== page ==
Sunday, 24 September 2023

Dr. Deep Sea of Florida Breaks the Previous Record by Emerging from the Ocean after 100 Days

A Florida professor who lived underwater for 100 days at a scuba diving resort in the Florida Keys awoke on Friday and saw the daylight for the first time since March 1.

During his stay at Jules’ Undersea Lodge, which is buried beneath 30 feet (9.14 meters) of water in a Key Largo lagoon, Dr. Joseph Dituri, also known as Dr. Deep Sea, established a new record for the longest period spent underwater without depressurization. Dituri declared, “I’ve been exploring for 100 days.” “I’ve been exploring my entire life, as well as the lives of future generations in the oceans.”

Dr. Deep Sea of Florida

Dituri broke the previous record, which was 73 days, two hours, and 34 minutes, achieved in 2014 at the same lodge by two professors from Tennessee. Dituri was officially recognized as the record holder on the Guinness World Records website on his 74th day.

Dituri, which was created to aid ocean researchers and astronauts on upcoming protracted trips, spent over three months studying how the human body and mind react to prolonged exposure to severe pressure in a remote location.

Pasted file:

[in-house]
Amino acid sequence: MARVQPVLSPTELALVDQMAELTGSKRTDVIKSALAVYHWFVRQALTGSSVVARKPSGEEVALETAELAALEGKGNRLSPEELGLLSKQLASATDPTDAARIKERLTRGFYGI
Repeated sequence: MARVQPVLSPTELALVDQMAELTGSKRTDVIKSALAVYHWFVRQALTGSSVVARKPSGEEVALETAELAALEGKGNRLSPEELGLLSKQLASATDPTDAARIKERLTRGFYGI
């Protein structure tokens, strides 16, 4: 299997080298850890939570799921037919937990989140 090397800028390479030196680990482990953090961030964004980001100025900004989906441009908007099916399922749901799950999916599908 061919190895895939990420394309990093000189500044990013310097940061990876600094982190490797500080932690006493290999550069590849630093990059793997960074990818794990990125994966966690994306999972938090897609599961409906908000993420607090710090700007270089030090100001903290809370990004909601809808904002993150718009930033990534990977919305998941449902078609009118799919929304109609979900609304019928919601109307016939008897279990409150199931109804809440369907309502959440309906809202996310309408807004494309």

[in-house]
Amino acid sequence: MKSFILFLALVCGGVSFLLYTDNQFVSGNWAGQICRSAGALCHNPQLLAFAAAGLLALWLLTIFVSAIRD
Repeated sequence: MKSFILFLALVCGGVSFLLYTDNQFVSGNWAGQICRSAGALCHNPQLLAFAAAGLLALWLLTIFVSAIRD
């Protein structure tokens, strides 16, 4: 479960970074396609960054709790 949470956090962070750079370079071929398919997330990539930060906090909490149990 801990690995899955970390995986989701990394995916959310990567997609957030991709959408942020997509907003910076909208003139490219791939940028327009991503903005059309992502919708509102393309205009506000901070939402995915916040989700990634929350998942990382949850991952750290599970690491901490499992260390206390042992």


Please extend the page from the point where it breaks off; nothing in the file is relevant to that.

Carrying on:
• Florida professor wakes up for the first time since March 1, experiencing daylight underwater.
  • Dituri breaks the 73-day Guinness World Record at Tennessee Lodge.
  • Dituri emphasizes increasing human tolerance for undersea world and habitat.

Dituri claimed that the record was never the main focus. It was about increasing human tolerance for the undersea world and for a secluded, cramped habitat, according to the author.

The retired U.S. Navy lieutenant who teaches at the University of South Florida and has a degree in biomedical engineering kept track of his body’s changes over time through daily experiments and measurements.

Additionally, he hosted more than 60 visitors to the habitat, taught a USF course, and collaborated online with thousands of students from 12 different nations.

The interaction with approximately 5,000 kids and their interest in maintaining, protecting, and revitalizing our marine environment is what Dituri found to be the most rewarding aspect of the project. At the World Extreme Medicine Conference in Scotland in November, he intends to share research from Project Neptune 100.

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